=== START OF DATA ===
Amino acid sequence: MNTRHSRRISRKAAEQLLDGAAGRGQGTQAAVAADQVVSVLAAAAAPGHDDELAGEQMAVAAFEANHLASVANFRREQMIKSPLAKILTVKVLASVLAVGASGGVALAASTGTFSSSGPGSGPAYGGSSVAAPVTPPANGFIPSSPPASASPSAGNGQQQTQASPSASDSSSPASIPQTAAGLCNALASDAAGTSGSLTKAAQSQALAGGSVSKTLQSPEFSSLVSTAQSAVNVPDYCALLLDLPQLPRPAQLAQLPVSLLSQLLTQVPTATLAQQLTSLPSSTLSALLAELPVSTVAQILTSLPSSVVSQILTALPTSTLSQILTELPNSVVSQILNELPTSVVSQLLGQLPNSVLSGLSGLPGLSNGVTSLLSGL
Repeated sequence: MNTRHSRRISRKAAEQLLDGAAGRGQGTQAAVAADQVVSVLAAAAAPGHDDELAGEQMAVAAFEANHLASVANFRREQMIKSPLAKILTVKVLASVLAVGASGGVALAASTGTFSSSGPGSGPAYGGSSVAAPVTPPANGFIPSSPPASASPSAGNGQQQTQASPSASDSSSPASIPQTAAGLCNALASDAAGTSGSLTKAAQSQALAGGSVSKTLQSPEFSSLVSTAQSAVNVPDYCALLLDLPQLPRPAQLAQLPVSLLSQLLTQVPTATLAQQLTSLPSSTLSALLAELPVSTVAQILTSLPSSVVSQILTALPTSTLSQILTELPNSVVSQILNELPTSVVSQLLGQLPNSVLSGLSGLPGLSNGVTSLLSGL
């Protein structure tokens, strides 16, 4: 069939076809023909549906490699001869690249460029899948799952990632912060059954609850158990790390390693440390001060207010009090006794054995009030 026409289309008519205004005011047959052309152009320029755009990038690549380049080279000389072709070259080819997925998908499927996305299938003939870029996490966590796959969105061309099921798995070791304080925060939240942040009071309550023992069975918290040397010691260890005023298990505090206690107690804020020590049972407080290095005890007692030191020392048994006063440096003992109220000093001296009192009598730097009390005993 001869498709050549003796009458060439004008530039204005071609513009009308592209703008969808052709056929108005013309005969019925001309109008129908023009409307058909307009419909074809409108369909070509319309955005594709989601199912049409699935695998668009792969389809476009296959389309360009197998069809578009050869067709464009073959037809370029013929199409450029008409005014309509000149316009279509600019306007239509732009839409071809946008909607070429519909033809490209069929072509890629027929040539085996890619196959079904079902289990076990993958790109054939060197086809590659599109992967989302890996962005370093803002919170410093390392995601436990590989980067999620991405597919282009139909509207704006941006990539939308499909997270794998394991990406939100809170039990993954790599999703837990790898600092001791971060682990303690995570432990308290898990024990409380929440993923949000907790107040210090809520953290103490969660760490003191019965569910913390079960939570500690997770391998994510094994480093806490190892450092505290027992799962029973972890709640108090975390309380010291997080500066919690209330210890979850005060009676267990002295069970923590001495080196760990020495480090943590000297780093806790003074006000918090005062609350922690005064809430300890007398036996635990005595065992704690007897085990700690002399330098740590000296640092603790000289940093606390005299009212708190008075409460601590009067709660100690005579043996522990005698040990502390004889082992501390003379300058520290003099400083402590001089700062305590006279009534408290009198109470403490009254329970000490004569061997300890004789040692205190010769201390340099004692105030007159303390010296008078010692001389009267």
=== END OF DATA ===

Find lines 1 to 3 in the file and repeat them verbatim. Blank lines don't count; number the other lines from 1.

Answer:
Amino acid sequence: MNTRHSRRISRKAAEQLLDGAAGRGQGTQAAVAADQVVSVLAAAAAPGHDDELAGEQMAVAAFEANHLASVANFRREQMIKSPLAKILTVKVLASVLAVGASGGVALAASTGTFSSSGPGSGPAYGGSSVAAPVTPPANGFIPSSPPASASPSAGNGQQQTQASPSASDSSSPASIPQTAAGLCNALASDAAGTSGSLTKAAQSQALAGGSVSKTLQSPEFSSLVSTAQSAVNVPDYCALLLDLPQLPRPAQLAQLPVSLLSQLLTQVPTATLAQQLTSLPSSTLSALLAELPVSTVAQILTSLPSSVVSQILTALPTSTLSQILTELPNSVVSQILNELPTSVVSQLLGQLPNSVLSGLSGLPGLSNGVTSLLSGL
Repeated sequence: MNTRHSRRISRKAAEQLLDGAAGRGQGTQAAVAADQVVSVLAAAAAPGHDDELAGEQMAVAAFEANHLASVANFRREQMIKSPLAKILTVKVLASVLAVGASGGVALAASTGTFSSSGPGSGPAYGGSSVAAPVTPPANGFIPSSPPASASPSAGNGQQQTQASPSASDSSSPASIPQTAAGLCNALASDAAGTSGSLTKAAQSQALAGGSVSKTLQSPEFSSLVSTAQSAVNVPDYCALLLDLPQLPRPAQLAQLPVSLLSQLLTQVPTATLAQQLTSLPSSTLSALLAELPVSTVAQILTSLPSSVVSQILTALPTSTLSQILTELPNSVVSQILNELPTSVVSQLLGQLPNSVLSGLSGLPGLSNGVTSLLSGL
């Protein structure tokens, strides 16, 4: 069939076809023909549906490699001869690249460029899948799952990632912060059954609850158990790390390693440390001060207010009090006794054995009030 026409289309008519205004005011047959052309152009320029755009990038690549380049080279000389072709070259080819997925998908499927996305299938003939870029996490966590796959969105061309099921798995070791304080925060939240942040009071309550023992069975918290040397010691260890005023298990505090206690107690804020020590049972407080290095005890007692030191020392048994006063440096003992109220000093001296009192009598730097009390005993 001869498709050549003796009458060439004008530039204005071609513009009308592209703008969808052709056929108005013309005969019925001309109008129908023009409307058909307009419909074809409108369909070509319309955005594709989601199912049409699935695998668009792969389809476009296959389309360009197998069809578009050869067709464009073959037809370029013929199409450029008409005014309509000149316009279509600019306007239509732009839409071809946008909607070429519909033809490209069929072509890629027929040539085996890619196959079904079902289990076990993958790109054939060197086809590659599109992967989302890996962005370093803002919170410093390392995601436990590989980067999620991405597919282009139909509207704006941006990539939308499909997270794998394991990406939100809170039990993954790599999703837990790898600092001791971060682990303690995570432990308290898990024990409380929440993923949000907790107040210090809520953290103490969660760490003191019965569910913390079960939570500690997770391998994510094994480093806490190892450092505290027992799962029973972890709640108090975390309380010291997080500066919690209330210890979850005060009676267990002295069970923590001495080196760990020495480090943590000297780093806790003074006000918090005062609350922690005064809430300890007398036996635990005595065992704690007897085990700690002399330098740590000296640092603790000289940093606390005299009212708190008075409460601590009067709660100690005579043996522990005698040990502390004889082992501390003379300058520290003099400083402590001089700062305590006279009534408290009198109470403490009254329970000490004569061997300890004789040692205190010769201390340099004692105030007159303390010296008078010692001389009267």